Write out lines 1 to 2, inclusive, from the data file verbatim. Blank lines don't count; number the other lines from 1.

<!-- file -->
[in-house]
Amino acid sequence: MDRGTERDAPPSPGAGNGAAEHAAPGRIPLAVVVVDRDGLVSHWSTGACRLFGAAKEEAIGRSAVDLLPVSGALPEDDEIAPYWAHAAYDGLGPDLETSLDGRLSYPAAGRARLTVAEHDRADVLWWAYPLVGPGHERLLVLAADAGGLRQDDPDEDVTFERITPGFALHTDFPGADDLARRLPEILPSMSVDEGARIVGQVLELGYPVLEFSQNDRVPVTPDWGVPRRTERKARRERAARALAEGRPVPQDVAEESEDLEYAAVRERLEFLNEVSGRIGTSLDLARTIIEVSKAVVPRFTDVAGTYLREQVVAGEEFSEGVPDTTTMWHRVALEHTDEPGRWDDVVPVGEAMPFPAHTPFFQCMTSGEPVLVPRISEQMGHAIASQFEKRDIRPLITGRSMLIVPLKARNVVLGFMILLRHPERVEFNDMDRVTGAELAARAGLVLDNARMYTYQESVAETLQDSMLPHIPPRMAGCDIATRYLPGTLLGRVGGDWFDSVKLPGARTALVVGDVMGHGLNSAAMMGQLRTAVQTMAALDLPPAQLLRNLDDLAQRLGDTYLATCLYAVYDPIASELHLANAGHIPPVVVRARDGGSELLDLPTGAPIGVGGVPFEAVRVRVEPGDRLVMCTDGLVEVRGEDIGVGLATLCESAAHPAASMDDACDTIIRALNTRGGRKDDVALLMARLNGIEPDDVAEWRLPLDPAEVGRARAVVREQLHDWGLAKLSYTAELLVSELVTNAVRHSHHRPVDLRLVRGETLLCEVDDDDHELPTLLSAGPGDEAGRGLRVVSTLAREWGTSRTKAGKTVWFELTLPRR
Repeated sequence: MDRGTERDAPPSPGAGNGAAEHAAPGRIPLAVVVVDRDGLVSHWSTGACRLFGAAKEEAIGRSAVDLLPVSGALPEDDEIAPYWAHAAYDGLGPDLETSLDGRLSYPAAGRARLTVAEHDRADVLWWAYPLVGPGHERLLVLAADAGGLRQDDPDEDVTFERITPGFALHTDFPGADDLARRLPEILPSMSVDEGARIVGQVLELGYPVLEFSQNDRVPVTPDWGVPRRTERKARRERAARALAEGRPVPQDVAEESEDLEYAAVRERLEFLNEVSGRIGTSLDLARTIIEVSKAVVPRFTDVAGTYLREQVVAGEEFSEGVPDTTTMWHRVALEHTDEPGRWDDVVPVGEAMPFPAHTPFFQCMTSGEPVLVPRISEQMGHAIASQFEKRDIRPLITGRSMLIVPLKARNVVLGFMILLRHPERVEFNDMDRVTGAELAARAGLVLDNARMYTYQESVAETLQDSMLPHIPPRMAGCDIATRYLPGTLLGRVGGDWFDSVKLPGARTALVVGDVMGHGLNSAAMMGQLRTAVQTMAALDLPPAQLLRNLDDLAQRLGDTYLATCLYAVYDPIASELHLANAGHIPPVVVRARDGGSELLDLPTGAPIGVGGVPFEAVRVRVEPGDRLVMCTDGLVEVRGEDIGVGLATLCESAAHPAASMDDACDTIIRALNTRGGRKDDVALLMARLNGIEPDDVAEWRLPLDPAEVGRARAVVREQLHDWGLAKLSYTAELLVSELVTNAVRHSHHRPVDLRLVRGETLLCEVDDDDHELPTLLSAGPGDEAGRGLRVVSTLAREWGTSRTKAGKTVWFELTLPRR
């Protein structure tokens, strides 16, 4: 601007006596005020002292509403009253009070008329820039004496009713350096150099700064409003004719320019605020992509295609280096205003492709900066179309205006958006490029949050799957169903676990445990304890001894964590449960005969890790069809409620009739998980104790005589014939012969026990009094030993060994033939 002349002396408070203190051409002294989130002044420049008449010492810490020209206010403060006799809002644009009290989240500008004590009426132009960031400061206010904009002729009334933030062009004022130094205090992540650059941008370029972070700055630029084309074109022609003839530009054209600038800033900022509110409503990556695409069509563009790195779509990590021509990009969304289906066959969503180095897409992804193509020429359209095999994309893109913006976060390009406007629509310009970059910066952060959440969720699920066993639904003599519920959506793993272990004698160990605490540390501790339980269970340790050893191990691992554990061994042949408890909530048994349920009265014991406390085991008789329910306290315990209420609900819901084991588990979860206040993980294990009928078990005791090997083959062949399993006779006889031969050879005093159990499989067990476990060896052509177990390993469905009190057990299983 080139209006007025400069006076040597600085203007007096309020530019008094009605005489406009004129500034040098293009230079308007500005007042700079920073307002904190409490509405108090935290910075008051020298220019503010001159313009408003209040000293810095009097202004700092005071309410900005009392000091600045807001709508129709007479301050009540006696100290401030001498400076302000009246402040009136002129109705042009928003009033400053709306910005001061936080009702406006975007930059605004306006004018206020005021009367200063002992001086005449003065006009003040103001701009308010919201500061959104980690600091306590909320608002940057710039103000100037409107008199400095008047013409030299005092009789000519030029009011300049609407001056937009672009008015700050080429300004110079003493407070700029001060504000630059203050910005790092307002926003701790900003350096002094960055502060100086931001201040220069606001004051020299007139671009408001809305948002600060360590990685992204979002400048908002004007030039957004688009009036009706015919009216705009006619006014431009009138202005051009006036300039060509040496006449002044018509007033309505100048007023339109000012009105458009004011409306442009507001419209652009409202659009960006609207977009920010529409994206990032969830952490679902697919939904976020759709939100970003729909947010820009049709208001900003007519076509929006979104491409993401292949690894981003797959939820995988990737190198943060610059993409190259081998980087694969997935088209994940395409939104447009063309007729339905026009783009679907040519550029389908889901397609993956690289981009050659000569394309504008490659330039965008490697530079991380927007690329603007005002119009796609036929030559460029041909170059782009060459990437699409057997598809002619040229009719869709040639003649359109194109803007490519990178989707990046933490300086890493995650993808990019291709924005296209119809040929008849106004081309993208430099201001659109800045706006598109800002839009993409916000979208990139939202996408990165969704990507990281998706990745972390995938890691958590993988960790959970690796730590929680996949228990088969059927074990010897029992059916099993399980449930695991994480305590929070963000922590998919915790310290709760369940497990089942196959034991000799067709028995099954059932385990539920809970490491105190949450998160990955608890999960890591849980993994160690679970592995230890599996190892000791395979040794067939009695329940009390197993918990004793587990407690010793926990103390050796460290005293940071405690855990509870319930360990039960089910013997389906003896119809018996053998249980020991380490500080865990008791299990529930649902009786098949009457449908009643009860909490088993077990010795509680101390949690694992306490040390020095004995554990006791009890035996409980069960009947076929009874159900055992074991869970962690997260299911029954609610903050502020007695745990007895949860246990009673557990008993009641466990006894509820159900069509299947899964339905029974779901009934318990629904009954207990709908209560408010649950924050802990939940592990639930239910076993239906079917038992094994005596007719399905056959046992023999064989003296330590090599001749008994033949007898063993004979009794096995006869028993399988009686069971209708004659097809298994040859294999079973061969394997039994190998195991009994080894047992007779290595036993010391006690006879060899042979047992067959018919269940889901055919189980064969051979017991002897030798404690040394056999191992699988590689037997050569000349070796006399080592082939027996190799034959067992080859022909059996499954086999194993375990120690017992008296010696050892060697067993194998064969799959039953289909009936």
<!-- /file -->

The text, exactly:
[in-house]
Amino acid sequence: MDRGTERDAPPSPGAGNGAAEHAAPGRIPLAVVVVDRDGLVSHWSTGACRLFGAAKEEAIGRSAVDLLPVSGALPEDDEIAPYWAHAAYDGLGPDLETSLDGRLSYPAAGRARLTVAEHDRADVLWWAYPLVGPGHERLLVLAADAGGLRQDDPDEDVTFERITPGFALHTDFPGADDLARRLPEILPSMSVDEGARIVGQVLELGYPVLEFSQNDRVPVTPDWGVPRRTERKARRERAARALAEGRPVPQDVAEESEDLEYAAVRERLEFLNEVSGRIGTSLDLARTIIEVSKAVVPRFTDVAGTYLREQVVAGEEFSEGVPDTTTMWHRVALEHTDEPGRWDDVVPVGEAMPFPAHTPFFQCMTSGEPVLVPRISEQMGHAIASQFEKRDIRPLITGRSMLIVPLKARNVVLGFMILLRHPERVEFNDMDRVTGAELAARAGLVLDNARMYTYQESVAETLQDSMLPHIPPRMAGCDIATRYLPGTLLGRVGGDWFDSVKLPGARTALVVGDVMGHGLNSAAMMGQLRTAVQTMAALDLPPAQLLRNLDDLAQRLGDTYLATCLYAVYDPIASELHLANAGHIPPVVVRARDGGSELLDLPTGAPIGVGGVPFEAVRVRVEPGDRLVMCTDGLVEVRGEDIGVGLATLCESAAHPAASMDDACDTIIRALNTRGGRKDDVALLMARLNGIEPDDVAEWRLPLDPAEVGRARAVVREQLHDWGLAKLSYTAELLVSELVTNAVRHSHHRPVDLRLVRGETLLCEVDDDDHELPTLLSAGPGDEAGRGLRVVSTLAREWGTSRTKAGKTVWFELTLPRR